- Overall, inhalation is regarded as a reasonably safe technique of consuming oils with little danger. Vaporization is unlikely to cause the concentration of any essential oil to climb to harmful levels.
- Whether you’re not sure if oils are safe around infants, babies, young children, pregnant or nursing women, or pets, don’t use them.
- If you have allergies, asthma, or another respiratory ailment, diffusing essential oils with strong scents may cause a respiratory response. If this is the case, stop inhaling or diffusing essential oils. Peppermint, lavender, tea tree, eucalyptus, and chamomile are some less irritating oils when breathed.
- For the best results, use a diffuser for 30–45 minutes at a time. Don’t forget to unplug your diffuser at night. Fill the diffuser with the necessary quantity of water and carefully read the instructions. You may wish to obtain a diffuser with an automatic stopper after 20–30 minutes of usage, so it will switch off on its own if you forget.
- Because essential oils are very flammable, keep them away from flames (candles, gas, etc.).
- Ascertain that your home/room has enough airflow. If the scent gets too strong, open the windows.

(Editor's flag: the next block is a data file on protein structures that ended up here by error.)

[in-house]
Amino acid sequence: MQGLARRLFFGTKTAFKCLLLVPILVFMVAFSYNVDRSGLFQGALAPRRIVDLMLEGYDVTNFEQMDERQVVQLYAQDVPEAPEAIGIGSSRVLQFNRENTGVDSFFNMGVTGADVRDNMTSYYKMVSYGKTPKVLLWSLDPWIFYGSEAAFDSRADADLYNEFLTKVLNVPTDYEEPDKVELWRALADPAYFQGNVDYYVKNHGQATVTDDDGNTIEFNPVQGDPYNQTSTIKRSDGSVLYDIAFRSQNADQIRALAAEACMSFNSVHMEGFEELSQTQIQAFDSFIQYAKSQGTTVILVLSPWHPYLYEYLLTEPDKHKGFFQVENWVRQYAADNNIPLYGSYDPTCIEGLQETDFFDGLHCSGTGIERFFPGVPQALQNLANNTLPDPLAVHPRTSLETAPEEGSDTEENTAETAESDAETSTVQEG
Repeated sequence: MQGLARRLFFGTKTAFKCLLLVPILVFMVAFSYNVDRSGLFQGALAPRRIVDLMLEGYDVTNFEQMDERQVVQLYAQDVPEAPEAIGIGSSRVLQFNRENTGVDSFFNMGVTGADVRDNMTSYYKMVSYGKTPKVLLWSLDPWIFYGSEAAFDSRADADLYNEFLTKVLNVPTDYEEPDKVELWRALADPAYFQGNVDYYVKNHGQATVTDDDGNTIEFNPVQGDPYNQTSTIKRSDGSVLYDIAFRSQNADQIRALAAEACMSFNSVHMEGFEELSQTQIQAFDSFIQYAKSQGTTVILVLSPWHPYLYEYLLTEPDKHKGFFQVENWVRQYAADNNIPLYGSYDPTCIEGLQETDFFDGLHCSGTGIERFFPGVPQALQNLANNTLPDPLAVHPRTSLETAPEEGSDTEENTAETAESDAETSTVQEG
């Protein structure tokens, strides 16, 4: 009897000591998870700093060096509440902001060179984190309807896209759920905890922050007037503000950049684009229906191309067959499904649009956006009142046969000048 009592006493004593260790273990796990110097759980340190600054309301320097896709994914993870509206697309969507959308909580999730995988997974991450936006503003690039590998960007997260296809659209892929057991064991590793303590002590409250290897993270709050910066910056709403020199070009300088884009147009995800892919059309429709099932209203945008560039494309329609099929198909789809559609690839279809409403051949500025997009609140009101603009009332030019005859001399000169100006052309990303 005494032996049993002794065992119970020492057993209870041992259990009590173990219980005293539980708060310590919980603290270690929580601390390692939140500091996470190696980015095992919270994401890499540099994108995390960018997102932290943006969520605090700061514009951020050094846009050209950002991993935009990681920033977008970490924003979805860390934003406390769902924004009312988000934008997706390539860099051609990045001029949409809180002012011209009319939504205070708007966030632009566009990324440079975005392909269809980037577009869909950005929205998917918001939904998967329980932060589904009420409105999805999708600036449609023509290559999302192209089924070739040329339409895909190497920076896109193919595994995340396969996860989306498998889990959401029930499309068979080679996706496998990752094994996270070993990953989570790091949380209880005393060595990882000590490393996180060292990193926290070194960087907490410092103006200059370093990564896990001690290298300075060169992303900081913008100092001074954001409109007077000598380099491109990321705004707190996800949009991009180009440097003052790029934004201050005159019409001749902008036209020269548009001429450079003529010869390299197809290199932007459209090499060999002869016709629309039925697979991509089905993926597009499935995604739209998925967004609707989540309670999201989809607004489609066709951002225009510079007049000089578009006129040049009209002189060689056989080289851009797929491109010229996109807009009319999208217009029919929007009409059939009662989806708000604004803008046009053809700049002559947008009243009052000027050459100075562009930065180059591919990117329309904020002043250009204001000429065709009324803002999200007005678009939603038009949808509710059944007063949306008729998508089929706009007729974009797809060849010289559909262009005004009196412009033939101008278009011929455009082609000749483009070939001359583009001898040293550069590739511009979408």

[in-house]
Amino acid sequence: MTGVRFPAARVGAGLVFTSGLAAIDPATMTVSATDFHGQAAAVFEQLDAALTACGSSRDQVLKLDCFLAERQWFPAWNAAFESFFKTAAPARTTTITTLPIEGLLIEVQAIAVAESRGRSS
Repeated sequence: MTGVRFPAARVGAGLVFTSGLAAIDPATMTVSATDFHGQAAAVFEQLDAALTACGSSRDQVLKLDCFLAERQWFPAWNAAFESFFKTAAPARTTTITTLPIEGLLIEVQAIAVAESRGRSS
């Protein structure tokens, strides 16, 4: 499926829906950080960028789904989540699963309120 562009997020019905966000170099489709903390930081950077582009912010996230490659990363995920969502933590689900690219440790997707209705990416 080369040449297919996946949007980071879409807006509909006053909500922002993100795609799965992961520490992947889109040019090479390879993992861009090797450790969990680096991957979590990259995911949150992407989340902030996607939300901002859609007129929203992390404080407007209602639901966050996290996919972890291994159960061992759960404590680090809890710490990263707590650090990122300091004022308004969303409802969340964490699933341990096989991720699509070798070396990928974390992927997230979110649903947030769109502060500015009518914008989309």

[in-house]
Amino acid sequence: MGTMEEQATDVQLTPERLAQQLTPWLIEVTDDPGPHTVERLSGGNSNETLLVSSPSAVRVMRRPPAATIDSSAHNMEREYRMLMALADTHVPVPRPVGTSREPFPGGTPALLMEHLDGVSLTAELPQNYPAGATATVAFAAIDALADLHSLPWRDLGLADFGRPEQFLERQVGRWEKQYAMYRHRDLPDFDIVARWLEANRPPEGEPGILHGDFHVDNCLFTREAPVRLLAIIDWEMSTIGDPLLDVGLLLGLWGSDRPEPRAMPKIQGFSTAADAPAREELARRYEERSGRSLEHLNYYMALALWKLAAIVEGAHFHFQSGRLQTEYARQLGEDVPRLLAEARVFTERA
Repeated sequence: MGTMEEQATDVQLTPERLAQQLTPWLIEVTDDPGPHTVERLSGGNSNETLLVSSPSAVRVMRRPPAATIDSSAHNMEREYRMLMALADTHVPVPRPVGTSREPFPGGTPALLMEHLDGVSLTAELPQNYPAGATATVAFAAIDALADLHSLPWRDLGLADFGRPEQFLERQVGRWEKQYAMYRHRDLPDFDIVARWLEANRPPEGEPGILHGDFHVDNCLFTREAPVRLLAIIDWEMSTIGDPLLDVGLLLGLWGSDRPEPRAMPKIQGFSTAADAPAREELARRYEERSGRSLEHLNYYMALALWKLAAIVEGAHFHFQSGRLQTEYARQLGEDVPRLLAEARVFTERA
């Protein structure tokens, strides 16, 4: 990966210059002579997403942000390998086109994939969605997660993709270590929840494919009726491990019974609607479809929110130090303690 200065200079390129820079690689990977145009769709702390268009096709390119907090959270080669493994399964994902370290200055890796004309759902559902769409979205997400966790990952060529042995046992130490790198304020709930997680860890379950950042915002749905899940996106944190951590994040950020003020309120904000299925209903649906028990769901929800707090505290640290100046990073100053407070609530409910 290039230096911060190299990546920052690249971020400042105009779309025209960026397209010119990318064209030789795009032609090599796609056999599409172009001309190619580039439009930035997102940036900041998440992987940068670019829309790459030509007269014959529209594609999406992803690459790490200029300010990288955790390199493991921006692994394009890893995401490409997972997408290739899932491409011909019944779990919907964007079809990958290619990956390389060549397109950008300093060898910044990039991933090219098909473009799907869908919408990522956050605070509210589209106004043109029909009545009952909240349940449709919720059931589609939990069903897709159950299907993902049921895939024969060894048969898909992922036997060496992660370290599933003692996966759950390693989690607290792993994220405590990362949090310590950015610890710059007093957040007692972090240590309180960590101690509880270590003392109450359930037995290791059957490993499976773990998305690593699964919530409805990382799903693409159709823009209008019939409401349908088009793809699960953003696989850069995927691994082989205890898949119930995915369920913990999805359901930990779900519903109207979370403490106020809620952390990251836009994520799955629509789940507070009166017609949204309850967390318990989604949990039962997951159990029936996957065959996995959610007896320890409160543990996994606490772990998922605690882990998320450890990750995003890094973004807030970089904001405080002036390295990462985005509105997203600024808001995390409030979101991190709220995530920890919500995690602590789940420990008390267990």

- Do not use carrier oils in your diffuser since they may cause it to break. Instead, clean your diffuser with soap and warm water regularly to keep it working properly and prevent mold or germs from growing.
- Essential oils should not be used in humidifiers since they are not designed to be used with essential oils as diffusers are.
- When diffusing essential oils that may irritate mucous membranes, use care. Clove, cinnamon bark, lemongrass, and thyme oils are among them.
- When it comes to diffusing oils in your house, start carefully to gauge your response. If you have any worries about certain oils causing your symptoms to worsen, get advice from your healthcare professional.
Recommendations for Each Essential Oil’s Safety
Here are some tips on how to use essential oils safely:
The following oils are typically safe to use both externally and internally:
- Bergamot — It’s possible that bergamot can irritate your skin. After applying externally, stay out of direct sunlight for 12 hours. Blood sugar regulation may be affected.
- Cassia — Should only be taken in tiny amounts by nursing mothers since it may lower milk production.
- Cinnamon Bark is a spice that comes from the cinnamon tree. – May cause skin sensitivity/irritation; thus, persons with sensitive skin should always try it first.
- Clove has a numbing and/or irritating impact on the skin. Some people’s sinuses and eyes may be irritated, so proceed with care. When used internally, take a probiotic capsule twice a day to reestablish good bacteria.